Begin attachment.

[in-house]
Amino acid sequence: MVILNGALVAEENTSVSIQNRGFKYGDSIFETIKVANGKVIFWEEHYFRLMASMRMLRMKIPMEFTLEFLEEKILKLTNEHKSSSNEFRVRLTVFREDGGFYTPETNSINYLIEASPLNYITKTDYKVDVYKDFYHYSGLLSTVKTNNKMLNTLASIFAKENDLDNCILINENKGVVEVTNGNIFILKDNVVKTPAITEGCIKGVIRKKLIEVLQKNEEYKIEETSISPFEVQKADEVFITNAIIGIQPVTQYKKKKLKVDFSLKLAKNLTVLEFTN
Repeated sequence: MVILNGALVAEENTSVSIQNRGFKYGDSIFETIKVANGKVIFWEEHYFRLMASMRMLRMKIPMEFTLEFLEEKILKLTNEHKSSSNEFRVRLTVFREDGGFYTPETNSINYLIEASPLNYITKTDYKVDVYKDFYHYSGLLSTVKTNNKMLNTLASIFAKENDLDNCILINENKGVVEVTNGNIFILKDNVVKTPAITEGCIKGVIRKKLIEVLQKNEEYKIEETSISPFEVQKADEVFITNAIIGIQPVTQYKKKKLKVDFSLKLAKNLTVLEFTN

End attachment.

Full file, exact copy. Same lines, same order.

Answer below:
[in-house]
Amino acid sequence: MVILNGALVAEENTSVSIQNRGFKYGDSIFETIKVANGKVIFWEEHYFRLMASMRMLRMKIPMEFTLEFLEEKILKLTNEHKSSSNEFRVRLTVFREDGGFYTPETNSINYLIEASPLNYITKTDYKVDVYKDFYHYSGLLSTVKTNNKMLNTLASIFAKENDLDNCILINENKGVVEVTNGNIFILKDNVVKTPAITEGCIKGVIRKKLIEVLQKNEEYKIEETSISPFEVQKADEVFITNAIIGIQPVTQYKKKKLKVDFSLKLAKNLTVLEFTN
Repeated sequence: MVILNGALVAEENTSVSIQNRGFKYGDSIFETIKVANGKVIFWEEHYFRLMASMRMLRMKIPMEFTLEFLEEKILKLTNEHKSSSNEFRVRLTVFREDGGFYTPETNSINYLIEASPLNYITKTDYKVDVYKDFYHYSGLLSTVKTNNKMLNTLASIFAKENDLDNCILINENKGVVEVTNGNIFILKDNVVKTPAITEGCIKGVIRKKLIEVLQKNEEYKIEETSISPFEVQKADEVFITNAIIGIQPVTQYKKKKLKVDFSLKLAKNLTVLEFTN